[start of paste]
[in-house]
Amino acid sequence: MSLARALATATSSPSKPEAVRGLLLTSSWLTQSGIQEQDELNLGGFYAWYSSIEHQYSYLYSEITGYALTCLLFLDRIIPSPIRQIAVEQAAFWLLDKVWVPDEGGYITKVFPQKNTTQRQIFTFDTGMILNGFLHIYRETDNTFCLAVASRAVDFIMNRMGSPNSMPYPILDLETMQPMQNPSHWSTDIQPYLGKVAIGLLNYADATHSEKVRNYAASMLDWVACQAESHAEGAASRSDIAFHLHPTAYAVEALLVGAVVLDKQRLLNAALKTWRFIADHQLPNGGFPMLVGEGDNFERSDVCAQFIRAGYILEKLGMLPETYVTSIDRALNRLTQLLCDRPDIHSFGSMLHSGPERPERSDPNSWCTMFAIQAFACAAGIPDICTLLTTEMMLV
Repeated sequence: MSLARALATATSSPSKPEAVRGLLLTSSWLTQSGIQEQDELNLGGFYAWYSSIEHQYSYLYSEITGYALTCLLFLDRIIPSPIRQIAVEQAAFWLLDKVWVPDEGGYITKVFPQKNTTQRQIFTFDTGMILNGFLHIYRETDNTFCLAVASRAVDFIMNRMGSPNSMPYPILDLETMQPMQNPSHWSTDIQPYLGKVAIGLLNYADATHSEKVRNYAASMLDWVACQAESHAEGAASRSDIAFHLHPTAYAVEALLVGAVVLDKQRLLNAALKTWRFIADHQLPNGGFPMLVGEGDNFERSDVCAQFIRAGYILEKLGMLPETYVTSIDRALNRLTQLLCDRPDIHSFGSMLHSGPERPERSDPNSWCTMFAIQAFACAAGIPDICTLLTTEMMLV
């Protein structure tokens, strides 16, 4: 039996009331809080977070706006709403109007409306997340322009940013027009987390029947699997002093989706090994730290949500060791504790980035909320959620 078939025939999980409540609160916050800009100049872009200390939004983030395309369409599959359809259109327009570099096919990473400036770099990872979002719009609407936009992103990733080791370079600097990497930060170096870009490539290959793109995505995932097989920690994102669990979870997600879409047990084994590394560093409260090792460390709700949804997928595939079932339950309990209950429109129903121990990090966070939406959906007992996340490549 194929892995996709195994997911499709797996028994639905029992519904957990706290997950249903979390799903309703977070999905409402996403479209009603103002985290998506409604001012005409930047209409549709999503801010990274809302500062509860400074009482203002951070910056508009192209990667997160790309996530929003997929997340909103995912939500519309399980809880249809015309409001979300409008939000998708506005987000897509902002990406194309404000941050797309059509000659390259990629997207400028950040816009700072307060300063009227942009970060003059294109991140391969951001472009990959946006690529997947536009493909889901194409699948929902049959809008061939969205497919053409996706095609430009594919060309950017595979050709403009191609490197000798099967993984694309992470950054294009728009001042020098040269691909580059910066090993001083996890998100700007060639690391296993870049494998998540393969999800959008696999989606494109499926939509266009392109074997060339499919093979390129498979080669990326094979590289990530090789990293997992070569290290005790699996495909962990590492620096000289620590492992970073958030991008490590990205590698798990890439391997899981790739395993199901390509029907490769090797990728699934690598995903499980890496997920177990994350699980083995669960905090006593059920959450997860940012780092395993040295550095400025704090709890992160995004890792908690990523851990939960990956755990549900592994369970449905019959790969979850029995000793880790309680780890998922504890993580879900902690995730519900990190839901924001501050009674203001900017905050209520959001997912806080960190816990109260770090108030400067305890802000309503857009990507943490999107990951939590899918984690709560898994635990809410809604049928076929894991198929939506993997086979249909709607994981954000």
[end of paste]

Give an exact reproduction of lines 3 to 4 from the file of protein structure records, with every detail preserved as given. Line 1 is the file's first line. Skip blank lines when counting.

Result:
Repeated sequence: MSLARALATATSSPSKPEAVRGLLLTSSWLTQSGIQEQDELNLGGFYAWYSSIEHQYSYLYSEITGYALTCLLFLDRIIPSPIRQIAVEQAAFWLLDKVWVPDEGGYITKVFPQKNTTQRQIFTFDTGMILNGFLHIYRETDNTFCLAVASRAVDFIMNRMGSPNSMPYPILDLETMQPMQNPSHWSTDIQPYLGKVAIGLLNYADATHSEKVRNYAASMLDWVACQAESHAEGAASRSDIAFHLHPTAYAVEALLVGAVVLDKQRLLNAALKTWRFIADHQLPNGGFPMLVGEGDNFERSDVCAQFIRAGYILEKLGMLPETYVTSIDRALNRLTQLLCDRPDIHSFGSMLHSGPERPERSDPNSWCTMFAIQAFACAAGIPDICTLLTTEMMLV
């Protein structure tokens, strides 16, 4: 039996009331809080977070706006709403109007409306997340322009940013027009987390029947699997002093989706090994730290949500060791504790980035909320959620 078939025939999980409540609160916050800009100049872009200390939004983030395309369409599959359809259109327009570099096919990473400036770099990872979002719009609407936009992103990733080791370079600097990497930060170096870009490539290959793109995505995932097989920690994102669990979870997600879409047990084994590394560093409260090792460390709700949804997928595939079932339950309990209950429109129903121990990090966070939406959906007992996340490549 194929892995996709195994997911499709797996028994639905029992519904957990706290997950249903979390799903309703977070999905409402996403479209009603103002985290998506409604001012005409930047209409549709999503801010990274809302500062509860400074009482203002951070910056508009192209990667997160790309996530929003997929997340909103995912939500519309399980809880249809015309409001979300409008939000998708506005987000897509902002990406194309404000941050797309059509000659390259990629997207400028950040816009700072307060300063009227942009970060003059294109991140391969951001472009990959946006690529997947536009493909889901194409699948929902049959809008061939969205497919053409996706095609430009594919060309950017595979050709403009191609490197000798099967993984694309992470950054294009728009001042020098040269691909580059910066090993001083996890998100700007060639690391296993870049494998998540393969999800959008696999989606494109499926939509266009392109074997060339499919093979390129498979080669990326094979590289990530090789990293997992070569290290005790699996495909962990590492620096000289620590492992970073958030991008490590990205590698798990890439391997899981790739395993199901390509029907490769090797990728699934690598995903499980890496997920177990994350699980083995669960905090006593059920959450997860940012780092395993040295550095400025704090709890992160995004890792908690990523851990939960990956755990549900592994369970449905019959790969979850029995000793880790309680780890998922504890993580879900902690995730519900990190839901924001501050009674203001900017905050209520959001997912806080960190816990109260770090108030400067305890802000309503857009990507943490999107990951939590899918984690709560898994635990809410809604049928076929894991198929939506993997086979249909709607994981954000």